Evading the press and breaking the lines

One of the first two things I try and observe during a game are, where is the opposition’s defensive line, and secondly, how high up the pitch are they prepared to press.

Generally during the save teams have played with a relatively high defensive line against me, as Anzhi remains one of the lesser sides in the division, leaving plenty of space in behind for me to exploit.

I play a flat 4141 and, when I think about how I would want any side I managed to actually defend, this is the shape I imagine. In possession, however, the shape is very different due to the roles and duties selected, especially the midfield four. My left-midfielder(a) is instructed to cut inside with the ball and dribble more, as well as get further forward by default. I’ve added get further forward to my box to box midfielder while my mezzala(a) and winger(s) are vanilla. All four of these roles will attack space in front of them fairly aggressively. Having a standard defensive midfielder behind them offers me great security should we lose the ball in advanced areas.

The midfield

The 4141DM starts deeper, inviting the opposition to push forward if that is their intention. By making very slight adjustments to team instructions we can exploit the space left in behind fairly well.

Towards the end of season three (catch up here if required), Anzhi faced a crucial game in our pursuit of champions league football. Lokomotiv Moscow were the opponents, sitting top of the league having lost only one game all season. I was fairly certain they would attack me. So before the game I instructed the side to ‘pass into space’ I also considered removing ‘play out of defence’ but I like the build-up play it encourages, and in my opinion, it helps to invite the opposition in. I also made a change in personnel in midfield opting to play Gordyushenko as my box-to-box midfielder, he is more dynamic than the ageing Glushakov and can also play as a striker so he can finish pretty well. In defence, Nazarov was changed from a centre-back to a ball playing defender, in the hope he had the vision to play a few risky passes forward into space.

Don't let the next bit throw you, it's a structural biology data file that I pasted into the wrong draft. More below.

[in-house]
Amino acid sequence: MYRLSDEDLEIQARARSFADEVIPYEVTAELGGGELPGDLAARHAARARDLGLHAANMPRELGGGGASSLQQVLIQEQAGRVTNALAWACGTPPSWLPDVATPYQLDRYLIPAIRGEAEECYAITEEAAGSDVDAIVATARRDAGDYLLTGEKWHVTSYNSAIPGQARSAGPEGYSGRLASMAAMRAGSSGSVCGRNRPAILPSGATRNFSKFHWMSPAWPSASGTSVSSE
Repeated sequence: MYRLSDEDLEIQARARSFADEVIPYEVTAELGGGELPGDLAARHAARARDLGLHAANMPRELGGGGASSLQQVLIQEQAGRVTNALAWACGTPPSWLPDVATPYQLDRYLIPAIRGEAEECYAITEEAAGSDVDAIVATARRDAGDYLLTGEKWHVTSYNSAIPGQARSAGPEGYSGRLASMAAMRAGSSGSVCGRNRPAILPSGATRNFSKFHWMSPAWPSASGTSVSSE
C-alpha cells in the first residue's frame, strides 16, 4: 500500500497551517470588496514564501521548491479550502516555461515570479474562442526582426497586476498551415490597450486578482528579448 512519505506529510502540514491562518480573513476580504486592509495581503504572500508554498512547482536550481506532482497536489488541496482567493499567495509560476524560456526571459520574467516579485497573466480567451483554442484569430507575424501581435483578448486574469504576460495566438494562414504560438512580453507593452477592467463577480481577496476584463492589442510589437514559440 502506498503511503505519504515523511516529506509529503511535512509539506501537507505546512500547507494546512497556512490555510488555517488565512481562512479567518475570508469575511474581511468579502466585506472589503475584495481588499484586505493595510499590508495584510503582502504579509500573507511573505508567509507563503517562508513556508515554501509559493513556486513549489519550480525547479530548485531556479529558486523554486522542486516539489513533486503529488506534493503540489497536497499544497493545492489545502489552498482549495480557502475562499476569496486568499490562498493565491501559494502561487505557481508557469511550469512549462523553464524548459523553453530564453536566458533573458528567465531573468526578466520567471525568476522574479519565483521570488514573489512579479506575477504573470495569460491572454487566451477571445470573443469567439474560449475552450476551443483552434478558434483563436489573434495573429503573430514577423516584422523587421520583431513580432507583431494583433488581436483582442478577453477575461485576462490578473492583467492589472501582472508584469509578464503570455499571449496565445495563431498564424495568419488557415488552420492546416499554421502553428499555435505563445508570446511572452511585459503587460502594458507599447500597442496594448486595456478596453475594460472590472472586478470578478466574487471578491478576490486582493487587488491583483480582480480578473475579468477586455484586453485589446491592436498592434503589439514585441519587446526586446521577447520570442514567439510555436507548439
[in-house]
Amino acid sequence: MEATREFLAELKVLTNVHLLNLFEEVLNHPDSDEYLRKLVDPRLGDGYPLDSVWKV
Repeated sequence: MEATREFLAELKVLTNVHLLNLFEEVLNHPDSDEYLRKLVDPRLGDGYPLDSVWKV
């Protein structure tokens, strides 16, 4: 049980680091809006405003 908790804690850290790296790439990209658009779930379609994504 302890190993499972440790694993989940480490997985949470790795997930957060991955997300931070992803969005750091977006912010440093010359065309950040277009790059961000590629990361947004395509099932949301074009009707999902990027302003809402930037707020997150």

While these changes to team instructions help, it is also important to make sure your base formation (including roles & duties) has sufficient movement to take advantage of the space teams like Lokomotiv leave in behind. All four of my midfielders have the potential to break through opposition defensive lines, add in some intelligent movement from my striker and you leave the AI with some very difficult decisions to make.

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We won the game 2-1, and our two goals illustrated this movement very well. In the first image from our goal-kick, you can see how pushed on Lokomotiv are. We are playing out of defence, and goalkeeper Kvaskhadvze has been instructed to take short kicks to our centre-backs, who have split to both sides of the penalty area. Anzhi’s left centre-back, Novoseltsev (25) is unmarked and offers an easy pass out.

Once Novoseltsev has the ball, he attracts the Lokomotiv no.9, Smolov, which leaves our wing back Sobol free. Novoseltsev could also have chosen to pass to my defensive midfielder Likhachtev (6).

Playing the ball to Sobol induces a press from no. 13 Gojak who leaves, eventual goalscorer, Gordyushenko unmarked. At no point during the rest of the move is Gojak goalside of Gordyushenko again.

My left midfielder, Puchkovskyi (24) works himself into a bit of space for a pass. Sobol elects to use him and he immediately plays a one-two with the now unmarked Gordyushenko.

This disruption leaves a huge gap in the centre of the Lokomotiv defence. Zhamaletdinov (no.22) attracts both centre-backs allowing Gordyushenko to attack the penalty area and score.


Our second goal again starts in our half with Lokomotiv applying pressure deep into our half. A simple aerial ball into space behind the midfield for complete forward Zhamaletdinov (22) easily evades the press. This one pass takes eight Lokomotiv players out of the game.

Once Zhamaletdinov picks the ball up he draws the right-sided centre-back, Kvirkvelia no. 33 out from his centre-back position. All four midfielders now make forward runs, and fairly easily get goalside of their midfield counterparts.

By the time right-winger, Matyushenko (32) has the ball, there is a huge space in behind Lokomotiv for a midfield runner to exploit. As Kvirkvelia has continued to follow Zhamaletdinov all the way across to the Lokomotiv left side actually crossing his centre-back partner. Gordyushenko is, once again, goalside of Gojak, and carries on his run to finish well.


One of the challenges, as we progress through the save, is making sure our tactic can also be effective against sides that don’t press us, sides that are happy to sit deep and hit us on the counter-attack I have noticed sides doing this more and more as we climb the league. We have had a few games during which we struggle to create much at all and end up losing a game we really should have won.

Heat map shows how deep we are prepared to sit

I’m not convinced this tactic will be able to break those sides down on a regular basis, certainly not with the current personnel. Perhaps a move to a more positive mentality or moving my wide players up into the AM strata would help, I’ll have to experiment when the time comes.

If you have made it this far thanks very much for reading. If you haven’t a clue what is going on you can read earlier posts here.

You can find me on twitter here and I will also be providing sporadic updates about the save and various other things on my slack channel #fmeadster.

Over and out FMEadster!

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Author: fmeadster

Long time Football Management Simulator player.

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